Press Release

Antelope Valley nurses to hold informational picket for safe patient care and safe staffing

Antelope Valley nurses holding banner "AVH Nurses Union Strong"

Chronic short staffing is jeopardizing safe patient care

Registered nurses at Antelope Valley Medical Center in Lancaster, Calif., will hold an informational picket on Tuesday, June 18, to protest the administration’s refusal to address RNs’ deep concerns about patient care and chronic short staffing, announced California Nurses Association/National Nurses United (CNA/NNU).

Short staffing is a major concern for nurses at Antelope Valley, which has one of the busiest ERs in the country. The night shift at the ER will sometimes be staffed with fewer than 10 RNs for more than 100 patients, jeopardizing patient care. Additionally, nurses throughout the hospital are being pressured to work overtime after their 12-hour shift has ended due to the next shift being understaffed. Nurses are also being floated to work in units outside of their area of expertise, which is not safe for patients or nurses. Additionally, nurses throughout the hospital have filed dozens of forms, known as assignment despite objection documentation (ADOs), reporting unsafe staffing and missed meal and rest breaks.

“We are forced to choose between protecting our license and our patients or following hospital policy requiring us to take breaks,” said Melanie Castro, RN in the ICU at Antelope Valley Medical Center. “This situation creates moral distress because if we take a break during our 12-hour shift, our patients may not get the care they need because the unit would be short-staffed. If we don’t take a break, we will not be well-rested, and that increases the possibility of medical errors.”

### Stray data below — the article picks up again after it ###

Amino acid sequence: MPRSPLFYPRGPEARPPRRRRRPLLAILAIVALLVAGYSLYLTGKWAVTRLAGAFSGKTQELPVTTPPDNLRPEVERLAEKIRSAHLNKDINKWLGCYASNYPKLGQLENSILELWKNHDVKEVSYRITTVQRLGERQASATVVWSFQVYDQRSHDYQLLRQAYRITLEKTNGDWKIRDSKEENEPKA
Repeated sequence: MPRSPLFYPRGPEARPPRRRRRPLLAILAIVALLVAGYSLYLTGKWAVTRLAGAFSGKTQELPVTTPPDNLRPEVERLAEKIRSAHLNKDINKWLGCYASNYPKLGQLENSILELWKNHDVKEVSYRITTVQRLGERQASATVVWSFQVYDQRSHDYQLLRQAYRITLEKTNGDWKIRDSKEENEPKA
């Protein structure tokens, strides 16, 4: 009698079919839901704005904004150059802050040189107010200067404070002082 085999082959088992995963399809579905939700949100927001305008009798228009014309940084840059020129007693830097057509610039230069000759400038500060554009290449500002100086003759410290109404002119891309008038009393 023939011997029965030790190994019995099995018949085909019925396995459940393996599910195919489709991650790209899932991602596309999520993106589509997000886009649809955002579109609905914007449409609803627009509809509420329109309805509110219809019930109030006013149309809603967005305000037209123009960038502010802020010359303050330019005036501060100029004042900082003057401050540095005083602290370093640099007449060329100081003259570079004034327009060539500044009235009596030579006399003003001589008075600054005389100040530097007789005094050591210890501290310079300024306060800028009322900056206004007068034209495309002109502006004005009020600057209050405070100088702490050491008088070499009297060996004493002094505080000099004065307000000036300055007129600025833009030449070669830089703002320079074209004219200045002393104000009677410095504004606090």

• Who:     Registered Nurses at Antelope Valley Medical Center
  • What:    Informational picket for patient safety and safe staffing
  • When:   Tuesday, June 18, 11:30 a.m.
  • Where:  Antelope Valley Medical Center, 1600 W. Ave. J, Lancaster, on the sidewalk

“To hospital administration, this is all about money,” said Brandi Wechsberg, RN in the Women and Infants Pavilion. “But this is about more than the budget – this is about the safety of our patients and our community. We are fighting for our patients.”

“The hospital’s priorities are out of line with what our patients need,” said Castro. “We are the first line of defense for our patients. We are speaking out for our patients. Nurses’ voices must be heard. We put the care in health care.”

Antelope Valley Medical Center nurses have been in negotiations for a new contract since March 2024 with little to no movement on key issues. The RNs’ contract expired on May 26, 2024. The nurses urge management to invest in nursing staff and agree to a contract that provides:

  • Safe staffing based on legally mandated ratios and patient acuity at all times, with support for meal- and rest-break coverage.
  • Safe floating practices that protect patients and ensure competent staffing for all units (floating is a management practice where nurses are reassigned to units of the hospital where they do not normally work).
  • An end to excessive overtime and on-call shifts.

California Nurses Association represents nearly 900 nurses at Antelope Valley Medical Center.

California Nurses Association/National Nurses United is the largest and fastest-growing union and professional association of registered nurses in the nation with 100,000 members in more than 200 facilities throughout California and nearly 225,000 RNs nationwide.